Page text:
In a prepared statement Becerra said, “When we said that a medieval wall along the U.S.-Mexico border does not belong in the 21st century, we meant it. There are environmental and public health laws in place, and we continue to believe that the Trump Administration is violating those laws. We will not stand idly by. We are committed to protecting our people, our values and our economy from federal overreach.”

      The lawsuits challenged a law that allowed the federal government not to comply with environmental and other laws and regulations when building border security projects. They argued the law was outdated and Congress never intended for it to be an open-ended waiver for all border projects, and contended it violated constitutional provisions of separation of powers and states’ rights.

      In his decision Curiel said both that the law was constitutional and it gave the Department of Homeland Security wide latitude over border security.

      Justice Department spokesman Devin O’Malley said in response to the Curiel ruling that the administration was pleased DHS “can continue this important work vital to our nation’s interest.”

      “Border security is paramount to stemming the flow of illegal immigration that contributes to rising violent crime and to the drug crisis, and undermines national security,” O’Malley said.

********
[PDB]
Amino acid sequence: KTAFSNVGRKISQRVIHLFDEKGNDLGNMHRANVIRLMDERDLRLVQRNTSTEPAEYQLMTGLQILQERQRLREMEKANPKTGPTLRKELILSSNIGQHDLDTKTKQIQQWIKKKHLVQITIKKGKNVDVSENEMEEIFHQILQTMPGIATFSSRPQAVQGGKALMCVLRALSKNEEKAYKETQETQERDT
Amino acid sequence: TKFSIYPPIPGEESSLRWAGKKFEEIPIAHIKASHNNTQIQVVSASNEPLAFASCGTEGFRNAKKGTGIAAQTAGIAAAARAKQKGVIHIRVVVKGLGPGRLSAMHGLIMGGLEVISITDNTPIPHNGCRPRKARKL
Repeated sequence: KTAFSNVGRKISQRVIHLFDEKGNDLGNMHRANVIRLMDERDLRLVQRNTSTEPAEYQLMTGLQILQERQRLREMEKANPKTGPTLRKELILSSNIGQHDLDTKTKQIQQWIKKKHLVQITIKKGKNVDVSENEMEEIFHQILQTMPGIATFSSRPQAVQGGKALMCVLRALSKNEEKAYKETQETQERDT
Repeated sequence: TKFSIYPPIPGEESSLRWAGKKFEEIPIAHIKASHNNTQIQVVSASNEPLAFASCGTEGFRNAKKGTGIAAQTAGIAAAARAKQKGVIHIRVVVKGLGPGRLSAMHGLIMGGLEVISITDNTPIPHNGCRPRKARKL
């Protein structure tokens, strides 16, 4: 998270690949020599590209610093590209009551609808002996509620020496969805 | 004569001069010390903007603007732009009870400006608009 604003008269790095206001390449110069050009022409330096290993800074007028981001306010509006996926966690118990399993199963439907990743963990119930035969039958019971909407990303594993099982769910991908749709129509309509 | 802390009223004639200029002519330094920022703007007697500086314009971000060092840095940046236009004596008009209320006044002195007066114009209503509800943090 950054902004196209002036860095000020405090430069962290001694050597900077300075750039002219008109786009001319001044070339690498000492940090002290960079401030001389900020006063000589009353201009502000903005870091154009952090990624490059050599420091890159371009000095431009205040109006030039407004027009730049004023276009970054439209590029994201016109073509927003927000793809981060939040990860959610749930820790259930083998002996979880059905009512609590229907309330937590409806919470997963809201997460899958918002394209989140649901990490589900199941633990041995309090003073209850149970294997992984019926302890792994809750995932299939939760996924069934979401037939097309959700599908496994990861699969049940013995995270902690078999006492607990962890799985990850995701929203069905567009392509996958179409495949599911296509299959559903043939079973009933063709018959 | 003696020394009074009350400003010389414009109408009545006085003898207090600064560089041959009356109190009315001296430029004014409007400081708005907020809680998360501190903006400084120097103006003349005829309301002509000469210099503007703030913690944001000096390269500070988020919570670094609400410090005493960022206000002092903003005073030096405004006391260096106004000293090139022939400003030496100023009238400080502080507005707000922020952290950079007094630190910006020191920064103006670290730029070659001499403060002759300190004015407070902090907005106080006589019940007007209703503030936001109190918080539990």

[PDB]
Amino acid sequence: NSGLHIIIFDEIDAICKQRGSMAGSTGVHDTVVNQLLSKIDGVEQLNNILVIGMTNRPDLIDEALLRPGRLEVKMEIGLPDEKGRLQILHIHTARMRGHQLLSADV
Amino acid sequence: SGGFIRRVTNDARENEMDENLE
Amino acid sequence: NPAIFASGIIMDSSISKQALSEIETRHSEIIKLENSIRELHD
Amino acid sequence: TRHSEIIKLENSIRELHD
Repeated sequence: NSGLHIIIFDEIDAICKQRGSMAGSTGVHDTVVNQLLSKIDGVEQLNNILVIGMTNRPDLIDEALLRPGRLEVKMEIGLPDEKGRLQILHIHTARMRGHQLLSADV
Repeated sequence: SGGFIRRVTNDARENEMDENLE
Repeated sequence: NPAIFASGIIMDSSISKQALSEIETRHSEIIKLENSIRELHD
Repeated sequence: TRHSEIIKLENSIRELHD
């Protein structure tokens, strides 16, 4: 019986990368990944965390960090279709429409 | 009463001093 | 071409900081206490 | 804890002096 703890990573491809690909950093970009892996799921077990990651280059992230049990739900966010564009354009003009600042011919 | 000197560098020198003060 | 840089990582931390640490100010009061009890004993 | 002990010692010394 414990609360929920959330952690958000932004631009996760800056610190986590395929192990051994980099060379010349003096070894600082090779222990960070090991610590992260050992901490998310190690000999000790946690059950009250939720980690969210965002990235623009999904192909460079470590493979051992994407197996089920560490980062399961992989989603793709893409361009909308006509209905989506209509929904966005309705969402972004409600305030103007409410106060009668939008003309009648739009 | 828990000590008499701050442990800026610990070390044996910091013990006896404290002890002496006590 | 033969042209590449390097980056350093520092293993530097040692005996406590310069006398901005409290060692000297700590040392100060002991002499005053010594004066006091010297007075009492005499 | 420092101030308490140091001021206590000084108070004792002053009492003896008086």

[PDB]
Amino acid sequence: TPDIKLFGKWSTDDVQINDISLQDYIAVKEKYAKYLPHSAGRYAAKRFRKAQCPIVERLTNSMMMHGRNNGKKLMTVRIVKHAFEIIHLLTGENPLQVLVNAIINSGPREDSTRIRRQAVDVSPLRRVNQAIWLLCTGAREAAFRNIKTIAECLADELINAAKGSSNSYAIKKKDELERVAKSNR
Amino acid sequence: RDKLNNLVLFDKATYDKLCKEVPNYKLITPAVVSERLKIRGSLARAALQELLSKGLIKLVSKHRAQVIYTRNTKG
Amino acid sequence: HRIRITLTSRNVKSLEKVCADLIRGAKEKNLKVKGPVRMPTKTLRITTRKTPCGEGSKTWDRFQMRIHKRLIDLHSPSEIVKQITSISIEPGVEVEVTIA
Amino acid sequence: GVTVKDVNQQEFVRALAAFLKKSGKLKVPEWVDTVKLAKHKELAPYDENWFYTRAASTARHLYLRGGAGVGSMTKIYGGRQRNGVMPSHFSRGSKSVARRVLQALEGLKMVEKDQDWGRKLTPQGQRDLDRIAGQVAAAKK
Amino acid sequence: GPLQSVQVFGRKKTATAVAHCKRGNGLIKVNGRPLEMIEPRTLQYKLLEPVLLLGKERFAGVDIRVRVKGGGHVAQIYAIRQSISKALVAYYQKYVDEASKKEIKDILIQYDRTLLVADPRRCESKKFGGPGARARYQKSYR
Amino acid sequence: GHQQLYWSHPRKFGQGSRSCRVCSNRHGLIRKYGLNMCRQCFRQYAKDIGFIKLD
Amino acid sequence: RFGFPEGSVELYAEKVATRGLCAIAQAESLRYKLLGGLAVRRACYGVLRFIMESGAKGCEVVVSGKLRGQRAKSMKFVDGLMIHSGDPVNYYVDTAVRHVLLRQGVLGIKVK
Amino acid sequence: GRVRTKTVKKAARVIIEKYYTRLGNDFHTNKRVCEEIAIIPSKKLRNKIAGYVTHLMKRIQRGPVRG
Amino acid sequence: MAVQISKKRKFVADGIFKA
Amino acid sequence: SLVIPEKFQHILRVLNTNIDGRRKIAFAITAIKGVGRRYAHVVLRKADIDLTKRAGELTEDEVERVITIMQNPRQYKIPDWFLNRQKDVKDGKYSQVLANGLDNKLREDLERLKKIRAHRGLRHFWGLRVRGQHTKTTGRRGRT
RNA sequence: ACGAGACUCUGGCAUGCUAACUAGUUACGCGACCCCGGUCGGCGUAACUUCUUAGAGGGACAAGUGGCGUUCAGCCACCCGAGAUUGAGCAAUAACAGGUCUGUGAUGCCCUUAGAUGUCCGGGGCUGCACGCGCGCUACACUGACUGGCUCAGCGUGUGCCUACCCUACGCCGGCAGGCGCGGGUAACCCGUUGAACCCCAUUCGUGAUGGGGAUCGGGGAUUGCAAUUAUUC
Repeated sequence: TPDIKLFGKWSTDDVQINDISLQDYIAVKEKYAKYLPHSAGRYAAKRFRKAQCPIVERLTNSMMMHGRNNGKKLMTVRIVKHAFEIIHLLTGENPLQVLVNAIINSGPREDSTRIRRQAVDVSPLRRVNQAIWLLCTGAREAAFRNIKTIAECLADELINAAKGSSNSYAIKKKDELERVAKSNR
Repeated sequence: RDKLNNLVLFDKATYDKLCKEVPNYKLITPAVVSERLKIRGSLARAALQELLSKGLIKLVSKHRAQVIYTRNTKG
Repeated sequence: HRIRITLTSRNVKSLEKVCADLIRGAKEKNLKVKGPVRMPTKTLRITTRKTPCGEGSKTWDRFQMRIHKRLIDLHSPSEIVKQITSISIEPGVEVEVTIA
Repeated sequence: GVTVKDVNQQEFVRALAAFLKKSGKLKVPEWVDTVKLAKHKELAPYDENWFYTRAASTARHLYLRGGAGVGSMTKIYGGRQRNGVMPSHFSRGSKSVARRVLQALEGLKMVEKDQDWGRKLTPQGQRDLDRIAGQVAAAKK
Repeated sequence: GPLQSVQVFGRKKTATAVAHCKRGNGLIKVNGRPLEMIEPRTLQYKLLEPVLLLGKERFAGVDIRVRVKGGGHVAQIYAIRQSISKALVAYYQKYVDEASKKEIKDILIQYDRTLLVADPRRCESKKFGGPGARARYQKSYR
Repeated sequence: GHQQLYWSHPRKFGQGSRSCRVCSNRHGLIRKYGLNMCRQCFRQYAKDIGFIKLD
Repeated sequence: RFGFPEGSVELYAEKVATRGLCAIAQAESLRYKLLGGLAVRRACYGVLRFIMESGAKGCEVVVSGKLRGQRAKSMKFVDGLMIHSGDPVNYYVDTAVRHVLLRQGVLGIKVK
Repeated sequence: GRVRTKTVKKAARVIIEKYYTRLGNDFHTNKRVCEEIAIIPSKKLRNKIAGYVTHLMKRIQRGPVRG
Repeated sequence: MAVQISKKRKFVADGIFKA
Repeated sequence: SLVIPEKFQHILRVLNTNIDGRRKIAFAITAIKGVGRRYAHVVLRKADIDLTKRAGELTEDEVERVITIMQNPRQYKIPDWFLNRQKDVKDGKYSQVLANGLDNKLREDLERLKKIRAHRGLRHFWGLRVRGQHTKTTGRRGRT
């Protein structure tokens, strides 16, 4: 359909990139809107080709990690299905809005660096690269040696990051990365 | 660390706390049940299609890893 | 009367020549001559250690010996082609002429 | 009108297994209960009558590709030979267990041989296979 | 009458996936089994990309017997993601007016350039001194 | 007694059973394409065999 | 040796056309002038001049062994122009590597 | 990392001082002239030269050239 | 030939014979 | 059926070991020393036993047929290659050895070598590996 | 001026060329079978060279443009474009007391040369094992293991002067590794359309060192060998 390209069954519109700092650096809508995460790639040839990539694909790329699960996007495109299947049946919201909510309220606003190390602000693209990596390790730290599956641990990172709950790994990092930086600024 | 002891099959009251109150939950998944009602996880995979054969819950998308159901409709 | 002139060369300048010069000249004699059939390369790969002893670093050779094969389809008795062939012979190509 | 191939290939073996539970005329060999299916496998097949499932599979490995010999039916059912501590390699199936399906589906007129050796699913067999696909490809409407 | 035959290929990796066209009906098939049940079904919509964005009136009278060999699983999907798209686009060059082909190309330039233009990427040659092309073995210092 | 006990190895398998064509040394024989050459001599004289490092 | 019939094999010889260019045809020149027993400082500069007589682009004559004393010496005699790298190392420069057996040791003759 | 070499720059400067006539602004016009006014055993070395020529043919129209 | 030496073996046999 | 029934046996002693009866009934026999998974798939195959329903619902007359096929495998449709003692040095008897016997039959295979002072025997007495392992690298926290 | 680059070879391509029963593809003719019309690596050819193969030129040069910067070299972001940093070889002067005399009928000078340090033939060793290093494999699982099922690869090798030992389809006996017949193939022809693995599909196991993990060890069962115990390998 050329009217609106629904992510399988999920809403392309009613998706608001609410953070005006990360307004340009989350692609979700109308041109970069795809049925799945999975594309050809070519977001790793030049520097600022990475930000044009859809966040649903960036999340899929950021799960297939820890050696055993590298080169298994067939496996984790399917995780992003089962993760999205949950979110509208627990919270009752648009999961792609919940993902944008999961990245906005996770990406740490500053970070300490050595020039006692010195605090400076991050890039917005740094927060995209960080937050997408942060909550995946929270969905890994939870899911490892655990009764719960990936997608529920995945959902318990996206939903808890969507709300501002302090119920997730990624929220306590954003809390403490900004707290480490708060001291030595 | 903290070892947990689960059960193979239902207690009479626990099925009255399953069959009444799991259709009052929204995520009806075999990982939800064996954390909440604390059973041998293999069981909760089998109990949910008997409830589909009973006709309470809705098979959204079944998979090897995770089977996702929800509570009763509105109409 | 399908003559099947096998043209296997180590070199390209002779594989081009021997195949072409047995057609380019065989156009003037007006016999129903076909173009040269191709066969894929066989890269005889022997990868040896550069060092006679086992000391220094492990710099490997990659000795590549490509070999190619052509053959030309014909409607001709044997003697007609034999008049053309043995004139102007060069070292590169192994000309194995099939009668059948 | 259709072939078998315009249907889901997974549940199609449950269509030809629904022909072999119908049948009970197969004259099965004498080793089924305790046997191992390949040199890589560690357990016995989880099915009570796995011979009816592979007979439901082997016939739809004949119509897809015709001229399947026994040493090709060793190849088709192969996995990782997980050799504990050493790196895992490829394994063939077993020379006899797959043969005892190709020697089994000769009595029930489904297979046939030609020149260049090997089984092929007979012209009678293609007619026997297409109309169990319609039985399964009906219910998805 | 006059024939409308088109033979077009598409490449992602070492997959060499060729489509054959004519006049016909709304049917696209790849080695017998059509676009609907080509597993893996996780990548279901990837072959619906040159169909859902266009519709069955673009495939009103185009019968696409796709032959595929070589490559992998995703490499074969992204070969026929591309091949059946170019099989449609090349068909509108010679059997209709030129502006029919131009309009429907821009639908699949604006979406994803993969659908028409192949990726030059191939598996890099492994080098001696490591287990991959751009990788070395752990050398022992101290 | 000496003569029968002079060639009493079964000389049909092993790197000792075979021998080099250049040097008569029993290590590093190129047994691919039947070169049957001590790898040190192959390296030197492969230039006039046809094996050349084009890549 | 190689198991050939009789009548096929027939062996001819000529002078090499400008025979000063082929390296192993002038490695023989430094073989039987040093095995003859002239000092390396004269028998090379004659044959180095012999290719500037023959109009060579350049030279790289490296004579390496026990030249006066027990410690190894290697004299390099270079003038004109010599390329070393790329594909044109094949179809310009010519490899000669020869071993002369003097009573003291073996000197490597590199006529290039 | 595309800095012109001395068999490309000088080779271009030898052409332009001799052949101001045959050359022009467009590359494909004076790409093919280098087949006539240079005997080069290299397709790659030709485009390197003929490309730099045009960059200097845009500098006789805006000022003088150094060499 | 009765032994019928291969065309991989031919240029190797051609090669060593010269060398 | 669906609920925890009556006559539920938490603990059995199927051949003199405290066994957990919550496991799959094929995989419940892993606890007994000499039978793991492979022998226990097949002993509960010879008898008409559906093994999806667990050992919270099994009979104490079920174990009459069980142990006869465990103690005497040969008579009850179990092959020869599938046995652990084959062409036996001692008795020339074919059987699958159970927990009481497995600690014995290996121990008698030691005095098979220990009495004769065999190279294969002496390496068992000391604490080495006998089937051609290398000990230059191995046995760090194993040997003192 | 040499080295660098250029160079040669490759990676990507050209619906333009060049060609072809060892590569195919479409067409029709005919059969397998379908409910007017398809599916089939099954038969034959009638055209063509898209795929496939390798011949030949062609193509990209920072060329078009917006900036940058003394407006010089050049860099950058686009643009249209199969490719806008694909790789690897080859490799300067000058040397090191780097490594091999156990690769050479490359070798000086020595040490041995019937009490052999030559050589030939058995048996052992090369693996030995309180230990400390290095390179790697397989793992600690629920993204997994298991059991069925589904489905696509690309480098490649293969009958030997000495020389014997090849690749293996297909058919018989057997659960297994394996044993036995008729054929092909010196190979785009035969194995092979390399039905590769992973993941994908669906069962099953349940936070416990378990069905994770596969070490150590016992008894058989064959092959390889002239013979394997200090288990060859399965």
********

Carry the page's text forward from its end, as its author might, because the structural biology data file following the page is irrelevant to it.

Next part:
http://www.sandiegouniontribune.com/news/public-safety/sd-me-border-appeal-20180409-story.html

    • Les murs n’arrêtent pas que les humains

      Des États-Unis à la Malaisie, en passant par Israël ou la Hongrie, les hommes construisent de multiples murs pour contraindre les déplacements de nos semblables. N’oublions pas, explique l’auteur de cette tribune, que nous ne sommes pas les seuls à habiter la Terre et donc à pâtir de ces barrières.

      La #forêt_de_Bialowieza a quelque chose de mythique et de sacré. Âgée de plus de 8.000 ans, elle est la dernière forêt primaire d’Europe. S’étalant sur 150.000 hectares entre la Pologne et la Biélorussie, inaccessible aux visiteurs sans guide assermenté, elle constitue un sanctuaire d’espèces témoignant de la richesse des mondes anciens. Le bison d’Europe y vit encore de manière naturelle, côtoyant élans, cerfs, loups, lynx, etc.

      En 1981, à l’époque du rideau de fer, l’URSS a décidé de clôturer la frontière entre la Pologne et la Biélorussie, coupant à travers cette forêt et séparant en deux la dernière population de bisons d’Europe (environ 500 individus de part et d’autre). Cette clôture est symboliquement forte, car elle témoigne de la coupure existentielle (« ontologique », diraient les philosophes) que les humains se sont imposée vis-à-vis des autres êtres vivants. Ces derniers semblent ne pas exister à nos yeux.